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The carbon burden is growing. Air travel needs to change.

Posted 27/02/2020 by Caroline Gayed

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It’s no surprise that the air travel industry is currently one of the world’s biggest polluters. For context, the sector’s direct emissions now account for more than 2% of the world’s total. That figure swells to 3% within the EU. If aviation ranked as a country, it would fall in the top 10 biggest emitters globally[1]. However we spin it, this doesn’t look good.

With climate change now high on political agendas around the world, it’s inevitable that the air travel industry should come under growing scrutiny. And this political interest looks set to translate into new laws and regulations. What does that mean for industry? And is there a smart way forward?

A short life for short-haul?

In Europe, politicians are moving forward a planned debate on the ban of short-haul flights[2][3]. Admittedly, a total ban anytime soon is unlikely. But even modest limitations are expected to have a dramatic impact on carriers – and not only those companies whose business models are based directly on short-haul travel.

Hub-and-spoke legacy carriers could also be in jeopardy. With connecting flights dwindling, they’ll be forced to re-think how they pool demand from non-hub cities to fill larger aircraft. Low-cost carriers would be hit hard – no longer able to rely on a point-to-point model serving non-hub cities.

Airports themselves will also face a changing landscape. With short-haul flights restricted, those “lost journeys” are likely to shift to road and rail. Airports will thus have to revise traffic forecasts, as well as transforming surface access to keep up with changing patterns of travel on the ground. Increasing inter-modal substitutability would be key to remaining attractive in a post-short-haul market.

Rising costs for carriers

Limiting the number of short-haul flights isn’t the only way political momentum could harm carriers. There’s also the unwanted burden of rising costs – typically leveraged from new and increased carbon taxes imposed on air travel. The EU, for instance, is set to end a carbon tax exemption for air travel, following a meeting of finance ministers on 5th December 2019[4][5][6].

Carbon emissions from aviation are already subject to the EU emissions trading system (EU ETS). The price of tradable allowances allocated to airlines has already tripled since its introduction in 2012 – jumping from 5-10EUR/t of CO2 to around 25EUR/t[7]. This surge is only expected to continue[8][9].

 To date, airlines have been able to pass these rising costs on to the consumer, having little impact on air travel competition and market share. However, increasing inter-modal competition could spark a change, forcing airlines to adapt from within.

Adding to the woes of air travel is the ongoing development of low-carbon transportation. In Europe, high-speed train connections already pose a very real threat to aviation. As does the development of self-driving electric vehicles, looking forward. Both are fast becoming viable substitutes to short-haul flights. And, crucially, both are exempt from rising carbon-related taxation.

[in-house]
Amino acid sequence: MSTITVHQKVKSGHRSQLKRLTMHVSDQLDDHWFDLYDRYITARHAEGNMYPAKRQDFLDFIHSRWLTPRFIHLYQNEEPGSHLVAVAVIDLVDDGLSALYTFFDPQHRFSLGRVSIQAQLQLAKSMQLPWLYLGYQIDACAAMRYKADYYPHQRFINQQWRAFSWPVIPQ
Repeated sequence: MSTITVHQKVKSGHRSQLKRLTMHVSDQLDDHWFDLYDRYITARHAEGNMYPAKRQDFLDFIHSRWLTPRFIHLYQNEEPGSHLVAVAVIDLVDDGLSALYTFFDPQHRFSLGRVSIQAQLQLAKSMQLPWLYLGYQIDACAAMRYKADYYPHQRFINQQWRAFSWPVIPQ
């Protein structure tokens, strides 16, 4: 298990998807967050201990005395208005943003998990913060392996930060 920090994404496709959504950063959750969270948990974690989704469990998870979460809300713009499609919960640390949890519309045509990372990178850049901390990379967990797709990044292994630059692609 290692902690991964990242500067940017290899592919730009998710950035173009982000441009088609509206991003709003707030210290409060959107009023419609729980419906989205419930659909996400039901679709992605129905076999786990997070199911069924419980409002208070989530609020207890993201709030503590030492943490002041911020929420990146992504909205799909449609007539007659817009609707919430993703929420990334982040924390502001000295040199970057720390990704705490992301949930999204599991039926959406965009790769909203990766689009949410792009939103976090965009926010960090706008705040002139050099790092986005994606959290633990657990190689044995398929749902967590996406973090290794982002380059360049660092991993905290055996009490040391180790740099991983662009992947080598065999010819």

A brighter future

This may be difficult reading for those in the air travel industry. But there is hope. The world of infrastructure is, after all, built upon our drive and ability to adapt to the world around us.

Thus the answer for both carriers and airports undoubtedly lies in innovation. If carbon carries a heavier burden with every passing year, the most sensible option is to move away from such fuel sources. The answer is electric, and other sustainable fuel sources.

John Holland-Kaye, CEO of London’s Heathrow Airport, has recognised the need to adapt, telling the BBC:

 “The answer is not to stop people flying. It had to be about decarbonising aviation.”[10]

In the coming decades, airlines need to re-think their fleet strategy, looking to harness new technology to make emission-free flight a reality. Likewise, airports need to re-think their infrastructure and adapt their facilities. Fast electric charging docks represent just one such step airports can take towards a greener and more prosperous future.

What has historically been one of the world’s most forward-thinking and innovative sectors must once again come together to forge a new future. With its thinking cap on, the world of air travel has the ability to become the protagonist, not the antagonist, of this decade’s infrastructure story.

Further reading: https://www.bbc.co.uk/news/business-48630656

[1] https://ec.europa.eu/clima/policies/transport/aviation_en

[2] https://www.air-journal.fr/2019-06-14-environnement-faut-il-supprimer-des-vols-interieurs-en-france-5213014.html

[3] https://www.washingtonpost.com/world/2019/05/17/europe-discusses-banning-short-haul-flights-climate-change-is-suddenly-top-campaign-agendas-worldwide/

[4] https://www.transportenvironment.org/news/european-countries-could-agree-bilaterally-tax-airlines-after-eu-uncertainty

[5] https://www.reuters.com/article/us-france-airlines-tax/france-plans-new-tax-on-outbound-flights-airline-shares-fall-idUSKCN1U412B

[6]  https://www.reuters.com/article/us-climate-change-germany-flights/germany-plans-steeper-than-expected-tax-hike-on-short-flights-official-idUSKBN1WU1US

[7] https://markets.businessinsider.com/commodities/co2-european-emission-allowances

[8] https://ec.europa.eu/clima/policies/ets/revision_en

[9] https://www.i4ce.org/wp-core/wp-content/uploads/2019/05/2019-State-of-the-EU-ETS-Report.pdf

[10] https://www.bbc.co.uk/news/business-51364103